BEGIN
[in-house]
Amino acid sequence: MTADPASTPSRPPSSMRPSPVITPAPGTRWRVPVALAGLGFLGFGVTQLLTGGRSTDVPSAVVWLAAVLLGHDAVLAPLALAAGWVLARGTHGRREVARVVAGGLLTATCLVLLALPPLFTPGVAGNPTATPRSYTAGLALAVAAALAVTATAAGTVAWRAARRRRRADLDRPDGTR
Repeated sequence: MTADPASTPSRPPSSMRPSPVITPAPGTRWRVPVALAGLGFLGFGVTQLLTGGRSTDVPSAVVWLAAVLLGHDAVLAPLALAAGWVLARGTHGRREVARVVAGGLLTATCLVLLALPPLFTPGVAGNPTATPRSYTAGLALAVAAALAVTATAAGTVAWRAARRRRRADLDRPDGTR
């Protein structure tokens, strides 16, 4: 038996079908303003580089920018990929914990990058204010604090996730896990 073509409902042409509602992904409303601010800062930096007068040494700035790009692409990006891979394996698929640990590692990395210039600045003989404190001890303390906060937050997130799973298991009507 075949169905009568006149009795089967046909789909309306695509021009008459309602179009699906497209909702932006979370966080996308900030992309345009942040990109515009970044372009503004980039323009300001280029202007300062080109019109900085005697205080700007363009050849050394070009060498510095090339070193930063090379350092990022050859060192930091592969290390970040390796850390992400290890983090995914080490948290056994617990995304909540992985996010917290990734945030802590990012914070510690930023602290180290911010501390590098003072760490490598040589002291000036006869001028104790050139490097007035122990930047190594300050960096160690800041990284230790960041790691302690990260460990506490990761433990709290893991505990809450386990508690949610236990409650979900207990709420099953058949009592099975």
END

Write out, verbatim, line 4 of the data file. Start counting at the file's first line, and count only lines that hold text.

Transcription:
């Protein structure tokens, strides 16, 4: 038996079908303003580089920018990929914990990058204010604090996730896990 073509409902042409509602992904409303601010800062930096007068040494700035790009692409990006891979394996698929640990590692990395210039600045003989404190001890303390906060937050997130799973298991009507 075949169905009568006149009795089967046909789909309306695509021009008459309602179009699906497209909702932006979370966080996308900030992309345009942040990109515009970044372009503004980039323009300001280029202007300062080109019109900085005697205080700007363009050849050394070009060498510095090339070193930063090379350092990022050859060192930091592969290390970040390796850390992400290890983090995914080490948290056994617990995304909540992985996010917290990734945030802590990012914070510690930023602290180290911010501390590098003072760490490598040589002291000036006869001028104790050139490097007035122990930047190594300050960096160690800041990284230790960041790691302690990260460990506490990761433990709290893991505990809450386990508690949610236990409650979900207990709420099953058949009592099975």